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J Biol Chem. 1993 Aug 5;268(22):16321-6.

Structural organization of the human gene encoding nuclear lamin A and nuclear lamin C.

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  • 1Department of Medicine, Mount Sinai School of Medicine, New York, New York 10029.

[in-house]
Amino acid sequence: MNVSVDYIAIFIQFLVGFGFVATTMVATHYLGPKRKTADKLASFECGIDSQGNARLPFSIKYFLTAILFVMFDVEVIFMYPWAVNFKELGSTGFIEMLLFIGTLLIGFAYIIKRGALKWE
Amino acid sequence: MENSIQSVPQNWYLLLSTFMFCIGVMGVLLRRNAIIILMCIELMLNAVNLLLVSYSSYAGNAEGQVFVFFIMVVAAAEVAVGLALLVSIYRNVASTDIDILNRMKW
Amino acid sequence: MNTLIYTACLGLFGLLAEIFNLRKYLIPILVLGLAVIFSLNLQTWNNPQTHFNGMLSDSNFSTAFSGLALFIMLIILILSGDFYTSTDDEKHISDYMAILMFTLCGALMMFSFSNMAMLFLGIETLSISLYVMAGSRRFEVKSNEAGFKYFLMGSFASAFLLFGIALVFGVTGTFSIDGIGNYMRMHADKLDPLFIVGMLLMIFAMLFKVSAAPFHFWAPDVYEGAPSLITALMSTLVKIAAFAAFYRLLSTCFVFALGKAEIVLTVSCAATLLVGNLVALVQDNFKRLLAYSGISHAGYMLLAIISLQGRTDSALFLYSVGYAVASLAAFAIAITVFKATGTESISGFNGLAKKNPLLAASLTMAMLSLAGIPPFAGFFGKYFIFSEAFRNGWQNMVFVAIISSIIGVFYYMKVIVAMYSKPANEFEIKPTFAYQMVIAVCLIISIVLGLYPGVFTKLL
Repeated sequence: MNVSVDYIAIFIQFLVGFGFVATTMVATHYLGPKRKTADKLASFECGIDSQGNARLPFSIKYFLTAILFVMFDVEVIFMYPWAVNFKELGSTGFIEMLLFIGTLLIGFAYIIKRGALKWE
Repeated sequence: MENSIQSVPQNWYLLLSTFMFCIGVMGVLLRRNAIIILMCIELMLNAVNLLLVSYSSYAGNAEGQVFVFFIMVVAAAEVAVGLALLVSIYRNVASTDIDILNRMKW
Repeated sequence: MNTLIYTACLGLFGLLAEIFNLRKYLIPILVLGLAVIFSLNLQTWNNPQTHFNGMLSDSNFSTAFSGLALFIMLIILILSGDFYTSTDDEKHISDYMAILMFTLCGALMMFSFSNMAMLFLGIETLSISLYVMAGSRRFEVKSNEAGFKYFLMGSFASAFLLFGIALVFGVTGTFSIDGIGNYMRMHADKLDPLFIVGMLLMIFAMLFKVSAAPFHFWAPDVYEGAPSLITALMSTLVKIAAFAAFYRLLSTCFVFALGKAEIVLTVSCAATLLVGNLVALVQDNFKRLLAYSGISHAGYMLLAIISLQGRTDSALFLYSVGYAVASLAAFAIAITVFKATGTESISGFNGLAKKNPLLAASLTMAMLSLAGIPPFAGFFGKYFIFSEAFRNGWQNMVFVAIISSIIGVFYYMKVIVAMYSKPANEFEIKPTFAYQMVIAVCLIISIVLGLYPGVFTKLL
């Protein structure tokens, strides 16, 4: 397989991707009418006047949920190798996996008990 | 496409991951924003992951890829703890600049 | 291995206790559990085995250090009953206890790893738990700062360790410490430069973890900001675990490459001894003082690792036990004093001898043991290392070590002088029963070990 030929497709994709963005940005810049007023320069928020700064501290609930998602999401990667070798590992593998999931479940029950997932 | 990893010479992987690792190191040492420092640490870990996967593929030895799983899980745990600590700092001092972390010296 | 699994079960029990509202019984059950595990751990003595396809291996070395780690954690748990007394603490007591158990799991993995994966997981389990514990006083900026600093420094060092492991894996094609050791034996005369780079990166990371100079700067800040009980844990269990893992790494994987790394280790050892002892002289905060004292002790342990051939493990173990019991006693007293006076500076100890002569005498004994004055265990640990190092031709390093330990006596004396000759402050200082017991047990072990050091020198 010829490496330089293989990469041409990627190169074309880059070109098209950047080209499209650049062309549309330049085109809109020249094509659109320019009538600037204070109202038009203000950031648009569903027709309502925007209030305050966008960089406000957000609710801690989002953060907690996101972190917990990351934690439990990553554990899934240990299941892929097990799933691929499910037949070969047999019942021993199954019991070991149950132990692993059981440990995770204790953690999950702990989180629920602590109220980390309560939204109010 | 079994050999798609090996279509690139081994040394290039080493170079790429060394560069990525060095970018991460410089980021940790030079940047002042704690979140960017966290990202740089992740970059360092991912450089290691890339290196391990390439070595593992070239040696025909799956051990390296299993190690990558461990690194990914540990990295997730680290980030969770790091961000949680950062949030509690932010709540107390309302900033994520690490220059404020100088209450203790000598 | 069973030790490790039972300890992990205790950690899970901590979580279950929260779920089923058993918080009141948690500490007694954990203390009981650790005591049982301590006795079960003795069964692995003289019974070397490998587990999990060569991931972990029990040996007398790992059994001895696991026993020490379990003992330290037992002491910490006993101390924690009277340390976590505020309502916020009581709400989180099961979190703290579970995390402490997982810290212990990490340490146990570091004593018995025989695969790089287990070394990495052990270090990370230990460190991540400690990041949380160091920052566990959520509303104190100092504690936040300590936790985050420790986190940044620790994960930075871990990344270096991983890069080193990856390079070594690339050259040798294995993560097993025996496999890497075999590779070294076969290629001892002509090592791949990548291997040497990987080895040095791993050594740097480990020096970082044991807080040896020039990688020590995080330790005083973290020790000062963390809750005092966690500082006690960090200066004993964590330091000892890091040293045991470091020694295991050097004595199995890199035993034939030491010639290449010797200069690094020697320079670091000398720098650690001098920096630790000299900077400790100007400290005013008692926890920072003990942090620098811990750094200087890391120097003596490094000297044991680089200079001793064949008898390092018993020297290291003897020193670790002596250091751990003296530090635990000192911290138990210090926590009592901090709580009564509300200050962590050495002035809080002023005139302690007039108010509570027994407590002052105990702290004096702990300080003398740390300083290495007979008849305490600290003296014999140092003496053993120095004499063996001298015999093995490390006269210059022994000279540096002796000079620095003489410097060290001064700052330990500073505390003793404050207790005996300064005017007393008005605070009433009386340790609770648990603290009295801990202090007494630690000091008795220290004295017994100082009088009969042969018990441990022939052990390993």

We have determined the structural organization of the human gene that encodes nuclear lamins A and C, intermediate filament proteins of the nuclear lamina. Sequencing and restriction mapping show that the coding region spans approximately 24 kilobases. The 5'-proximal promoter region contains several GC-rich stretches, a CCAAT box, and a TATA-like element of sequence TATTA. The lamin A/C gene contains 12 exons. Alternative splicing within exon 10 gives rise to two different mRNAs that code for pre-lamin A and lamin C. Consequently, two proteins are generated, only one of which, pre-lamin A, can be modified by isoprenylation. The intron positions in the human lamin A/C gene are generally conserved in the previously characterized genes for Xenopus lamin LIII and mouse lamin B2, but different from those in a Drosophila lamin gene. In the regions coding for the central rod domains, the intron positions are also conserved when compared with the intron positions in the genes for most cytoplasmic intermediate filament proteins except those for nestin and neurofilaments. Analysis of the intron positions in these genes supports the hypothesis that the nuclear lamins and other intermediate filament proteins arose from a common ancestor.

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